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What To Do If Your Gerbil Escaped

Updated on June 19, 2013

One thing that pet owners dread is the thought of their gerbils escaping and there are a number of points to remember if this happens to you.

Firstly, gerbils treat their enclosure as home and look to that area as a place of safety. So long as the enclosure is large enough and with lots of activities to keep them amused, the gerbils will not spend their days longing for escape.

Secondly, your enclosure should be sufficiently secure to ensure that escape is not a real possibility in the first place. Make sure that your gerbils cannot chew their way to freedom at a point of particular weakness.

And finally, if your gerbil does escape: don't panic!

Whatever you do, don't chase the poor animal around the room because this will only frighten the poor creature and stress them. Very rarely does this method of recapture succeed. Even though it takes longer, the patient approach, pays dividends in the end.

Close all the doors to the room where your gerbil escaped and one method of recapture is to put a bucket in the room with a wooden ramp between the floor and the top of the bucket. Put some food into the bucket and maybe also the escaped gerbils mate or friend from their enclosure.

Now leave the room and by the next day the gerbil should be found in the bucket, having fallen in after the food, without the means to escape again. Bear in mind though that this may not be strictly true because gerbils are very effective jumpers and may not have a problem jumping up to the sides of the bucket. Also the escaped gerbils mate, that you have placed into the bucket may also jump out - resulting in not one, but two escapees!!!

Another method is to use long cardboard tubes and wait patiently for your gerbil to enter the tube, regarding it as a natural place of safety. When your gerbil has entered the tube, place your hands over the ends and return the wandering star to their own enclosure.

The method that we have found the most effective is the "Home-Sweet-Home" method. The principal behind this method is simple. Your gerbil regards his home as a place of safety and may be looking for a way to return home from this hostile environment.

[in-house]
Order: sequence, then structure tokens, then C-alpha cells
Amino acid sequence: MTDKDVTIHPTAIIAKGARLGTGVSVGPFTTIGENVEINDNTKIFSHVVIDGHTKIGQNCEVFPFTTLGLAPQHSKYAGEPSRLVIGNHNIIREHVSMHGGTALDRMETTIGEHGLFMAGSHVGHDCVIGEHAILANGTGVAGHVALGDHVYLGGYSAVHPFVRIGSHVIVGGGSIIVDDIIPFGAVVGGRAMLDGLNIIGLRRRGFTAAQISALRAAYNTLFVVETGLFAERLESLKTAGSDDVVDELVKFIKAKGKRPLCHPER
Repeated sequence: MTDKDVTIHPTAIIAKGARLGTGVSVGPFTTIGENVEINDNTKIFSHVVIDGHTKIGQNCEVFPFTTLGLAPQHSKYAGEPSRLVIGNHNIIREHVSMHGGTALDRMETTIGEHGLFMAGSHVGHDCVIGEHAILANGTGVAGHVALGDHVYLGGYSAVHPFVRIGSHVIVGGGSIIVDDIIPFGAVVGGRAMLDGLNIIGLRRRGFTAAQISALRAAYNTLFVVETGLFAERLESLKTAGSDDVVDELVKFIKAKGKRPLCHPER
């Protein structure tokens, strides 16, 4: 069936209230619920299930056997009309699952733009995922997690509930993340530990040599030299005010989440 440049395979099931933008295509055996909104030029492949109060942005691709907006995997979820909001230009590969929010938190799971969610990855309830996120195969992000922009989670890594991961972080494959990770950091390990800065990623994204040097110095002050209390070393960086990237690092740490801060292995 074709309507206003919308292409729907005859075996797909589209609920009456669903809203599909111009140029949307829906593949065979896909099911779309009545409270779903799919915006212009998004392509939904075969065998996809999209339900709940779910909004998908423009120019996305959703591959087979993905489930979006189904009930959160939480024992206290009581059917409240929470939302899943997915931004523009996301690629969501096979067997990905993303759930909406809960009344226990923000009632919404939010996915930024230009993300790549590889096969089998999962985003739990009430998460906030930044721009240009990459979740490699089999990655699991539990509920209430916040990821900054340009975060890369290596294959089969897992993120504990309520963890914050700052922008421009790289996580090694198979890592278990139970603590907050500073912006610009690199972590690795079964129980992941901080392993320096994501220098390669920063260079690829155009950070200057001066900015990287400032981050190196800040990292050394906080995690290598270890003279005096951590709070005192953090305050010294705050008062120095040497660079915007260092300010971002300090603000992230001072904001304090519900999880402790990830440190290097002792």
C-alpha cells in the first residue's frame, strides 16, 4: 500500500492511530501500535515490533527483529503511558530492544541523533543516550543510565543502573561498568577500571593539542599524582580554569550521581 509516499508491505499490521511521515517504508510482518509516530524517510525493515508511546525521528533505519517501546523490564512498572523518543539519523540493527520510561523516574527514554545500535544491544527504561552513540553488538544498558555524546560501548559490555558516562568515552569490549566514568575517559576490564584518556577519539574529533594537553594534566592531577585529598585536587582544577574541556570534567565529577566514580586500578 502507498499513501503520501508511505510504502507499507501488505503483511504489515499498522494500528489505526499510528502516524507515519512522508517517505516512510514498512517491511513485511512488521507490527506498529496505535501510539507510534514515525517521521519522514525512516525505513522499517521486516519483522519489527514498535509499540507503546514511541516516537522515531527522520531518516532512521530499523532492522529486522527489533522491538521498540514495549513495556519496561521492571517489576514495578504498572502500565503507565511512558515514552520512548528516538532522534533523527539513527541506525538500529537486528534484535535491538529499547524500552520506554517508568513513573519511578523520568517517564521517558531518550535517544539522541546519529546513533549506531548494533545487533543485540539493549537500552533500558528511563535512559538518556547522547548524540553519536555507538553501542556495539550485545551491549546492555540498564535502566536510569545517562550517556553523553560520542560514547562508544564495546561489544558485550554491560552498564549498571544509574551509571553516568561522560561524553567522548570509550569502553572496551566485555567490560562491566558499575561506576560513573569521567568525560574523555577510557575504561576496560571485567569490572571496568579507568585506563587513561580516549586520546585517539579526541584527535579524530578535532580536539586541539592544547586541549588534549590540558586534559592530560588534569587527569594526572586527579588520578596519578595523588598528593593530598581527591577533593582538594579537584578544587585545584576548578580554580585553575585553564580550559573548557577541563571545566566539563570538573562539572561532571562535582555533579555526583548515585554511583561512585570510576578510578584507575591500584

If you remove the other gerbils from the escaped ones enclosure and make a way for the escapee to return, you will often find that after a little while the reunion will take place naturally, allowing you to return the other gerbils and have things back to normal.

When we let our gerbils out for a run we usually put the enclosure into that area, open and freely accessible, and this encourages the gerbils to come and go as they wish. In this way we attempt to encourage them to return, should they ever escape. But if these methods do not work and time passes it will become increasingly difficult to recapture your gerbil.

Taking your gerbils outside is always a risky proposition and many gerbils owners do not take the risk in the first place. But if you can ensure that the gerbils cannot escape the real advice is to be extra vigilant for dangers.

Should your gerbil escape outside, the chances of recapture are very remote and predators will almost certainly attack and kill your naturally trusting, tame gerbil. But, on the other hand they are very adaptable and can very easily adjust to prevailing circumstances. Gerbils have set up wild colonies in the United Kingdom, after escaping from captivity - which clearly demonstrates their naturally tenacious instincts.

At the end of the day prevention is the important word and making sure your gerbil does not escape in the first place is the important thing to ensure.


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